1. Young Scientist’s Travel Award for Europeans (YSTA): This award includes a free registration together with a refund of the Abstract Processing Charge (APC) related to the abstract for which support was requested. Depending on the decision of the Support Committee an additional financial support for the travel expenditures with a maximum of €300 could be granted as well. Only the granted amount mentioned in the financial support email will be paid out to the supported contact author personally during the EGU General Assembly 2012.
  2. Adrian Gill Travel Award (AGTA): For a young scientist from Britain to take part in a session of the Atmospheric Sciences or Ocean Sciences programme. This award includes a free registration together with a refund of the Abstract Processing Charge (APC) related to the abstract for which support was requested. Depending on the decision of the Support Committee an additional financial support for the travel expenditures with a maximum of €300 could be granted as well. Only the granted amount mentioned in the financial support email will be paid out to the supported contact author personally during the EGU General Assembly 2012.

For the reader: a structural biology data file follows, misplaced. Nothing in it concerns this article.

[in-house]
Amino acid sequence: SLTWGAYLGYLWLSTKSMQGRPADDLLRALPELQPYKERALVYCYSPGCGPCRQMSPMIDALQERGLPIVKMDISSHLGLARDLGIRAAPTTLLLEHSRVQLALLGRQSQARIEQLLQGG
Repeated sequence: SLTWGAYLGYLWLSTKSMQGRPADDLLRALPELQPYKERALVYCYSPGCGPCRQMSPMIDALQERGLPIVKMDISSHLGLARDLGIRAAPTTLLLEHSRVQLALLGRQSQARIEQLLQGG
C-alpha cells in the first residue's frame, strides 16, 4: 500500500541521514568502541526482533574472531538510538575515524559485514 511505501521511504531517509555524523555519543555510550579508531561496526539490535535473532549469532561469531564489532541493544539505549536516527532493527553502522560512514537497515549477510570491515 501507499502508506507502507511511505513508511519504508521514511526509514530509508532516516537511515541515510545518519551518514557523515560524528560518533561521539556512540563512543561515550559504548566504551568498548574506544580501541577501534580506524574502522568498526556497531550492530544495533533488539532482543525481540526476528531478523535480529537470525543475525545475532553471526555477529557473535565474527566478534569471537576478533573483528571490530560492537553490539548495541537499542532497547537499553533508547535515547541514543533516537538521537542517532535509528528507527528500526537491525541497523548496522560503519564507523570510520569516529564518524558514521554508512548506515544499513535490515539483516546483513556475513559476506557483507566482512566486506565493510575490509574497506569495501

3. Keith Runcorn Travel Award for Non-Europeans (KRTA): This award includes a free registration together with a refund of the Abstract Processing Charge (APC) related to the abstract for which support was requested. Depending on the decision of the Support Committee an additional financial support for the travel expenditures with a maximum of €500 could be granted as well. Only the granted amount mentioned in the financial support email will be paid out to the supported contact author personally during the EGU General Assembly 2012.

Scientists, who wish to apply for financial support must be the principal author of their contribution, and they must submit an abstract by 15 December 2011. The EGU support selection committee will decide about the support of individual contribution until 28 January 2012. All applicants will be informed afterwards.

For the submission of your abstract/application for financial support, please follow the normal procedure and tick the appropriate boxes during submission. A screenshot of the first screen of the abstract submission process is shown below, the support application section is in the red box.

This information is also available on the EGU GA 2012 webpages.